Still, with 12 weeks’ worth of updates under our belt, important patterns are starting to emerge in terms of the impact of the crisis on a regional basis. This week saw an improvement in the prospects for European consulting firms, up from -20% last week to -19% today. This reflects cautiously increasing activity and confidence among consulting firms in Germany, the Nordics, and even some of the hardest-hit countries, Italy and Spain, but is a substantial improvement from the point at which we started forecasting, when consulting firms were telling us that, based on projects paused and future opportunities put on hold, their businesses were likely to contract somewhere between 20% and 50%.

By contrast, the situation in Central & South America and Africa has been deteriorating. Our predictions for Central & South America started at -19% in mid-March and initially seemed relatively positive. But, as the virus took hold, restrictions were introduced, and economic activity slowed, business confidence and consulting work—and the two are inextricably linked—dropped significantly. Since then, the region has been hovering in the low minus 20s and stands at -23% this week. Venezuela, weakened by social and political upheaval before this crisis struck, is expected to contract by 26% this year. More worrying is Brazil, which is the largest single market in the region (worth US$1.3bn in 2019), and which we expect to contract by 25%, two points worse than last week, reflecting the havoc being wreaked at the political level. Africa has followed a similar pattern: At the point we started forecasting, the level of disruption to consulting was relatively low, but rapid growth in infection rates resulted in a tipping point at which the confidence levels of consulting firms dropped suddenly. Although we don’t have data prior to the middle of March, we suspect the same pattern appeared in continental Europe at the start of that month. This suggests that, despite the week-on-week improvements we’re seeing, the market over the next few months won’t be immune to sudden, geographically specific shocks that relate to business confidence as much as macroeconomic factors.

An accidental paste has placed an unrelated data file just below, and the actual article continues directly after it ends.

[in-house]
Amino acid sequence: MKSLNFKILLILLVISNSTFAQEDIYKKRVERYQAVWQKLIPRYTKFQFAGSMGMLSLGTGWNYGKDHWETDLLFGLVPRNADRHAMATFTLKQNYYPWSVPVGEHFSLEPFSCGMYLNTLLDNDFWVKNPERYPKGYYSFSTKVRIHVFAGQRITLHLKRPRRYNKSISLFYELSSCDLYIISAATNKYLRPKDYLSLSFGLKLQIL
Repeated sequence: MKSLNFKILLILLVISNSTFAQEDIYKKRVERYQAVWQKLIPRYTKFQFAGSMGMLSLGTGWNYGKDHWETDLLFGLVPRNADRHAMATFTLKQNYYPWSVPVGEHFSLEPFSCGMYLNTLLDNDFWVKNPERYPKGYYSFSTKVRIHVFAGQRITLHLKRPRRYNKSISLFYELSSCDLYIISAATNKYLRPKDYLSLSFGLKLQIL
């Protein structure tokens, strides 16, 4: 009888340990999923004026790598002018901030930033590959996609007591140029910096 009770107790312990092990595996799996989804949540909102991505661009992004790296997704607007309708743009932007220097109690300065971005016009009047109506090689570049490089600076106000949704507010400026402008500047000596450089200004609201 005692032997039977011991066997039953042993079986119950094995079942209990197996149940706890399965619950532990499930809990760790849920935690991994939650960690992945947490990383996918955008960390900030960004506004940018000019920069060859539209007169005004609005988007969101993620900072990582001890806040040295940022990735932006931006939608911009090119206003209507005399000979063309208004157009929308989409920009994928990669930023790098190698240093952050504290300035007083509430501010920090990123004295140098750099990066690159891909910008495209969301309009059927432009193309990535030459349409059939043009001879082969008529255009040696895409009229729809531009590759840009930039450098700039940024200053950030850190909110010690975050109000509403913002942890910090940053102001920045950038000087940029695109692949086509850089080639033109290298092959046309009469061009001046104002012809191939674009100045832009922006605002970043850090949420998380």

That begs the question of how consulting firms can best respond. The global financial crisis saw firms in Spain—an especially badly hit market—turn their attention to the South America consulting market. In previous, less severe downturns, most of which, so far as the consulting industry has been concerned, began in the US, American-based consulting firms turned their attention to comparatively buoyant European markets. But as demand in the US recovered and demand in Europe slumped, the process was reversed, with European consulting focusing on US opportunities. As a smaller, less mature consulting market, Asia was less a part of the mix. The COVID crisis is clearly different. The downturn has travelled the other way, from East to West, meaning that Asia will now be central to consulting firms’ recovery plans. At the same time, it’s going to be hard to move resources around the world, either to exploit emerging opportunities or (like Spain 12 years ago) to reduce excess supply. As many firms have already realised, local strategies, whereby they find ways to invest in local firms’ resources rather than flying people in and out, will be crucial. But this will exacerbate the already-desperate shortage of deep expertise in some parts of the world, so it will need to be accompanied by a more thoughtful approach to inter-firm collaboration. Recruitment will be difficult, costly, and will leave firms exposed to sudden changes in demand, so it will make sense to specialise more. It will also involve firms being clearer about the types of capabilities required close to home, and those that can be dialled in from other parts of the world on a short-term basis. Previous crises made the consulting industry more global: This one will make it both more virtual and more local.

Further questions

We've included details of our model and forecasting methodology below. If you'd like to know more about how we've created our forecasts or want to understand how the year is likely to play out at a more granular level for your firm, please contact